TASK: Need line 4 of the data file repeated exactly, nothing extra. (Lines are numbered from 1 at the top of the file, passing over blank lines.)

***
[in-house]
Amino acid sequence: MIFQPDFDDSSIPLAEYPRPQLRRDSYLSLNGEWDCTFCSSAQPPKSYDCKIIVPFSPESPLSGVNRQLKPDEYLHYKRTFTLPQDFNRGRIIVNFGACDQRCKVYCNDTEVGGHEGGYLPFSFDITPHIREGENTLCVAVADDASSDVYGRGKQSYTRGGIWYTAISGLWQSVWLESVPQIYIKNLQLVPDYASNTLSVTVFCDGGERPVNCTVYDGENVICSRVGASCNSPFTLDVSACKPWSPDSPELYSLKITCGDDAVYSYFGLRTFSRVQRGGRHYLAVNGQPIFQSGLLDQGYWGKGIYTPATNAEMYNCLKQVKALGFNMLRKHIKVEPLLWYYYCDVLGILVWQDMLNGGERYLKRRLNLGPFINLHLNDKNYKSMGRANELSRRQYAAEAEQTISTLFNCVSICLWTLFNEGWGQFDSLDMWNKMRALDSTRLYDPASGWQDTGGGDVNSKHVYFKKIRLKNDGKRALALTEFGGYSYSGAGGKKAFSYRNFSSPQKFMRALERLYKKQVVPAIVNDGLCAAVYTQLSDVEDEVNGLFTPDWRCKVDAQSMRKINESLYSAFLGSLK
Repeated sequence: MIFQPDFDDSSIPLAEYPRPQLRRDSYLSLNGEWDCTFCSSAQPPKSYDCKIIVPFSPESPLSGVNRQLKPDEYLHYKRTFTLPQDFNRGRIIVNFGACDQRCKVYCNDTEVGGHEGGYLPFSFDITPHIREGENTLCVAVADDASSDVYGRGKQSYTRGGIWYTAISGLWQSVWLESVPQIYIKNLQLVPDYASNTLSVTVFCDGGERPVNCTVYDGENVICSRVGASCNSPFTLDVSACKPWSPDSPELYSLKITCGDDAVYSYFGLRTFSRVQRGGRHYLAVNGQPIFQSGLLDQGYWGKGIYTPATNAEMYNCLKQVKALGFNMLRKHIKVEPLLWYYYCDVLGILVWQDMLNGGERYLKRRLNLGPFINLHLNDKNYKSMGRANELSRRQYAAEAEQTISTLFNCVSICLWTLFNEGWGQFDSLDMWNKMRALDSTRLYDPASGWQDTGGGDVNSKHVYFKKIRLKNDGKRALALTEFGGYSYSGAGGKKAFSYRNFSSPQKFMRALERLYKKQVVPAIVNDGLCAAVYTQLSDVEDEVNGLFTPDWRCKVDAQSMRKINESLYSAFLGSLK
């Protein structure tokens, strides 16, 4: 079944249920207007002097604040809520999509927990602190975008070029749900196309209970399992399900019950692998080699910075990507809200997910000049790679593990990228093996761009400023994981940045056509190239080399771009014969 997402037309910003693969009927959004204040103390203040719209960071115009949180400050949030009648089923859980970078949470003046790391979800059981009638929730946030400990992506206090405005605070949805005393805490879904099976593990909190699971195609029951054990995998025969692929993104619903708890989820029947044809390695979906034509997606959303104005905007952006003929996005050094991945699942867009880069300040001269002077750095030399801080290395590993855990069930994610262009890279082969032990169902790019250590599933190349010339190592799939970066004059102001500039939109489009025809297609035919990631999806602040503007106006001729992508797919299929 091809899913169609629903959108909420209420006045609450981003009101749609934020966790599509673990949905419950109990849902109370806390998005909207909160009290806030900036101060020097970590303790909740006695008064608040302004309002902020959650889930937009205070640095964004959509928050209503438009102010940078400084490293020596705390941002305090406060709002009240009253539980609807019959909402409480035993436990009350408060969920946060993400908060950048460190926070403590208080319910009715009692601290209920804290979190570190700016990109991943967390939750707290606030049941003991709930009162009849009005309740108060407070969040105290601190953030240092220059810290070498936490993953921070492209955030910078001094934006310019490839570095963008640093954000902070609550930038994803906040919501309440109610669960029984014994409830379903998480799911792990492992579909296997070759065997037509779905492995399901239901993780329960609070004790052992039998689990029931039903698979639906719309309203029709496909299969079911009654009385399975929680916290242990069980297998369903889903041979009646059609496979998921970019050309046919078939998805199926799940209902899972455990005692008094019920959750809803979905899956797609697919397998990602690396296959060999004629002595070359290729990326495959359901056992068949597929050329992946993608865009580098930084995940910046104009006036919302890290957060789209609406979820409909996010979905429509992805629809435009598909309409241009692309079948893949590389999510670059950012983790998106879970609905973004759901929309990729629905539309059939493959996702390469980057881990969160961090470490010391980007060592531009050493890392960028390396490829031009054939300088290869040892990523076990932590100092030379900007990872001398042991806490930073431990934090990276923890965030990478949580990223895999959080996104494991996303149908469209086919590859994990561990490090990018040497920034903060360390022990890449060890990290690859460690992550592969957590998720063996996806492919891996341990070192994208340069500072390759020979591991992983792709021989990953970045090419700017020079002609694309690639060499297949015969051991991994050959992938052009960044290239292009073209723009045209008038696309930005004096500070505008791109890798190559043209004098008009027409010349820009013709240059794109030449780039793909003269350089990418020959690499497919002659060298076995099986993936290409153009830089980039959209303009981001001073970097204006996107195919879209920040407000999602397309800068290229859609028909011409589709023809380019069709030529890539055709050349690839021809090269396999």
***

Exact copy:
């Protein structure tokens, strides 16, 4: 079944249920207007002097604040809520999509927990602190975008070029749900196309209970399992399900019950692998080699910075990507809200997910000049790679593990990228093996761009400023994981940045056509190239080399771009014969 997402037309910003693969009927959004204040103390203040719209960071115009949180400050949030009648089923859980970078949470003046790391979800059981009638929730946030400990992506206090405005605070949805005393805490879904099976593990909190699971195609029951054990995998025969692929993104619903708890989820029947044809390695979906034509997606959303104005905007952006003929996005050094991945699942867009880069300040001269002077750095030399801080290395590993855990069930994610262009890279082969032990169902790019250590599933190349010339190592799939970066004059102001500039939109489009025809297609035919990631999806602040503007106006001729992508797919299929 091809899913169609629903959108909420209420006045609450981003009101749609934020966790599509673990949905419950109990849902109370806390998005909207909160009290806030900036101060020097970590303790909740006695008064608040302004309002902020959650889930937009205070640095964004959509928050209503438009102010940078400084490293020596705390941002305090406060709002009240009253539980609807019959909402409480035993436990009350408060969920946060993400908060950048460190926070403590208080319910009715009692601290209920804290979190570190700016990109991943967390939750707290606030049941003991709930009162009849009005309740108060407070969040105290601190953030240092220059810290070498936490993953921070492209955030910078001094934006310019490839570095963008640093954000902070609550930038994803906040919501309440109610669960029984014994409830379903998480799911792990492992579909296997070759065997037509779905492995399901239901993780329960609070004790052992039998689990029931039903698979639906719309309203029709496909299969079911009654009385399975929680916290242990069980297998369903889903041979009646059609496979998921970019050309046919078939998805199926799940209902899972455990005692008094019920959750809803979905899956797609697919397998990602690396296959060999004629002595070359290729990326495959359901056992068949597929050329992946993608865009580098930084995940910046104009006036919302890290957060789209609406979820409909996010979905429509992805629809435009598909309409241009692309079948893949590389999510670059950012983790998106879970609905973004759901929309990729629905539309059939493959996702390469980057881990969160961090470490010391980007060592531009050493890392960028390396490829031009054939300088290869040892990523076990932590100092030379900007990872001398042991806490930073431990934090990276923890965030990478949580990223895999959080996104494991996303149908469209086919590859994990561990490090990018040497920034903060360390022990890449060890990290690859460690992550592969957590998720063996996806492919891996341990070192994208340069500072390759020979591991992983792709021989990953970045090419700017020079002609694309690639060499297949015969051991991994050959992938052009960044290239292009073209723009045209008038696309930005004096500070505008791109890798190559043209004098008009027409010349820009013709240059794109030449780039793909003269350089990418020959690499497919002659060298076995099986993936290409153009830089980039959209303009981001001073970097204006996107195919879209920040407000999602397309800068290229859609028909011409589709023809380019069709030529890539055709050349690839021809090269396999």